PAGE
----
by Andy King, senior curator of history
We are launching a public fundraising appeal to support the conservation of the four cargo cranes outside M Shed. Unfortunately time is taking its toll and they are showing significant signs of deterioration. They need urgent conservation, including a full repaint.
While they may not be the oldest objects in the collection, the four electric cranes standing outside M Shed do hold the title of being the largest! Built in the 1950s, the cranes have borne witness to over a half century of change to the area. They nearly became scrap metal when the City Docks closed in 1975 but were saved by community action.
These four cranes are the last survivors of a group of eight on Princes Wharf, and of over 30 when the City Docks were at their busiest.
They passed into the care of Bristol Museums in 1989. Since then our Industrial Curators, supported by a dedicated team of volunteers, have cared for them. When M Shed opened in 2011, electrical power was restored to all the cranes for the first time in 35 years. On each of the cranes the entire cab was rebuilt, window frames were replaced and the machinery underwent major refurbishment.
These cranes are a significant part of our industrial heritage, there are very few left in the country like them and almost none in public ownership. Our cranes are unique in that they still work and are frequently open to visitors to explore. Ordinarily they would be running throughout weekends across the summer, giving visitors the opportunity to discover the vital part they played in the working life of the dockside.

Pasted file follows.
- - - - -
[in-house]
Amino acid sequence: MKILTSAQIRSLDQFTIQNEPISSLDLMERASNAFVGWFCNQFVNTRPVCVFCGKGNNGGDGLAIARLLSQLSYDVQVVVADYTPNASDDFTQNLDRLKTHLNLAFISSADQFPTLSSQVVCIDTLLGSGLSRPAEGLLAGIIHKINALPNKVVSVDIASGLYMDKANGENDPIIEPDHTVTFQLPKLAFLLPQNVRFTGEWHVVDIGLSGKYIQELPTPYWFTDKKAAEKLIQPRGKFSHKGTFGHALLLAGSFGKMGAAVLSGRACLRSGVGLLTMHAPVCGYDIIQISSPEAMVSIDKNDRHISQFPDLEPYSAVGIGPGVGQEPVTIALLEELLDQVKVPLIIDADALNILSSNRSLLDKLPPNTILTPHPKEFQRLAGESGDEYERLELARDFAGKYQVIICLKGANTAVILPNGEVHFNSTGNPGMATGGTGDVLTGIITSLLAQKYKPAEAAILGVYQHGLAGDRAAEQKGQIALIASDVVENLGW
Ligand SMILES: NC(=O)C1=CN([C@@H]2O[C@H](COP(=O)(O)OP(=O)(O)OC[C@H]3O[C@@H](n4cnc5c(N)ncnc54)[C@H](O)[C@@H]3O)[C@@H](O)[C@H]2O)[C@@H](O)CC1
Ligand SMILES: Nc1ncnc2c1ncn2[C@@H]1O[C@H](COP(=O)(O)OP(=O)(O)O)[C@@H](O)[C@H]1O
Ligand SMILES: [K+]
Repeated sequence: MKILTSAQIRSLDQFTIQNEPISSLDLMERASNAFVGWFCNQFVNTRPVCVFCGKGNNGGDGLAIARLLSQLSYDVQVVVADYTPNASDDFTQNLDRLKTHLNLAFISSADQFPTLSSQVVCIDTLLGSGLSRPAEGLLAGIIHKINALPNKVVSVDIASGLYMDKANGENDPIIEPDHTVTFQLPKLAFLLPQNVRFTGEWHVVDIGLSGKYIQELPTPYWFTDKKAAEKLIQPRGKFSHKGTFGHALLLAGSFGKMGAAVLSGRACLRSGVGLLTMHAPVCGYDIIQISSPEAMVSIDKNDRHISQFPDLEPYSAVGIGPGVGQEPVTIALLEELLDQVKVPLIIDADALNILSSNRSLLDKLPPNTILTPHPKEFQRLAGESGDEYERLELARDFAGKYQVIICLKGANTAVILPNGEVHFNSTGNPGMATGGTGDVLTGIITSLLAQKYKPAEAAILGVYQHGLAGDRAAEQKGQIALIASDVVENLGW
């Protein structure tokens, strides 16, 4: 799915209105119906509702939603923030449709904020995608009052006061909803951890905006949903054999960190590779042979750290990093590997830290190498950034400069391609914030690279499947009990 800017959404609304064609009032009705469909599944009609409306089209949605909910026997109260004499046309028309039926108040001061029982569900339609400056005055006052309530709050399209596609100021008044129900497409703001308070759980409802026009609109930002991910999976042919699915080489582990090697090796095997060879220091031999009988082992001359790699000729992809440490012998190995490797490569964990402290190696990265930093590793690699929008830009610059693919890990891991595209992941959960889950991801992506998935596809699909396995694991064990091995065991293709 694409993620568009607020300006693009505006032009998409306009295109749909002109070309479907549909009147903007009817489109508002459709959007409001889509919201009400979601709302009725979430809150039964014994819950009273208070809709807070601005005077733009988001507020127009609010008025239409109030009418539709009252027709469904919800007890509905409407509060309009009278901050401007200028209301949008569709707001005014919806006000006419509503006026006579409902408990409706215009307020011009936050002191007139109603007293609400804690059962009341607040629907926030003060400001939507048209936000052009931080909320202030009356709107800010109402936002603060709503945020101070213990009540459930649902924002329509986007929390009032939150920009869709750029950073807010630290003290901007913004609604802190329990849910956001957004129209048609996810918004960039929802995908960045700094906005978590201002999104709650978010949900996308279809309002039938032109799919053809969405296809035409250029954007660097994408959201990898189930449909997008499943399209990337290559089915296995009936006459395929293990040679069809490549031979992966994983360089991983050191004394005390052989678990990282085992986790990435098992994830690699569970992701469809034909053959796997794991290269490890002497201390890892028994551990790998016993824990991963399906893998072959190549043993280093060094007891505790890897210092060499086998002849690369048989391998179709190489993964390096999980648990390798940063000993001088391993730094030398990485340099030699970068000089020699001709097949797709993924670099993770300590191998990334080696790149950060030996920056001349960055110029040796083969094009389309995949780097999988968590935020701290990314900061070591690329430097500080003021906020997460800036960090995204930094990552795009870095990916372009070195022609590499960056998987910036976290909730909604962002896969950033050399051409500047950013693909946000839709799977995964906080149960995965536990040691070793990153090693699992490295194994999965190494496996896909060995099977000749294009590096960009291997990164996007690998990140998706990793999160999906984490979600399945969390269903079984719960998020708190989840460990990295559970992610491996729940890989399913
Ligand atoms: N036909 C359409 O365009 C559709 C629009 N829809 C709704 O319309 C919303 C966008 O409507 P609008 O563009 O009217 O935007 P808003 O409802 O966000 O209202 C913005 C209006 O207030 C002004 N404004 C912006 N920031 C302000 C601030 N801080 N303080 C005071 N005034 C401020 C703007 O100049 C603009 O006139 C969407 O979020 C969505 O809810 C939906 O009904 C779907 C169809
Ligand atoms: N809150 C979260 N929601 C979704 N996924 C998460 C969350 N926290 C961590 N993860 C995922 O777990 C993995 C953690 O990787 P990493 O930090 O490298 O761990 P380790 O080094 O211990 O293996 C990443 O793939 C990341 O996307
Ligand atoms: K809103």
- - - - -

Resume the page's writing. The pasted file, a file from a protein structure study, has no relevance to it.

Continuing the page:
Our team of volunteers put in thousands of hours each year keeping the cranes in working order. They share their enthusiasm with members of the public both in the cab on visiting days, and on the ground below.
But, there are some jobs they cannot undertake and it is now clear that the cranes are in need of urgent repair in order for them to remain operational.
Frances Coles, our Conservation & Documentation Manager, has recently undertaken an inspection of the cranes. Her report confirms that the cranes are showing significant signs of deterioration that requires urgent conservation.
Riveted steel structures such as these depend upon a well-applied, protective paint scheme to prevent corrosion. If rust is able to form and build up between the riveted surfaces, it could blow the joint apart.
In order to prevent this all four cranes need a full repaint with specialist primer and paint. An experienced team will need to complete the work as they’ll need to use specialist cherry pickers to reach the highest points.
Please help secure a future for the cranes on Bristol’s harbourside. They offer a tangible link to the city’s past and are an enduring landmark of Bristol. They inspire artists, photographers and even tattooists. Could you imagine Bristol’s skyline without them?
Please make a donation today. All monies raised will go towards this vital conservation and the future care of the cranes. Thank you.
Sadly we are currently unable to accept cheques as our offices remain closed due to Covid-19, but you are able to donate online.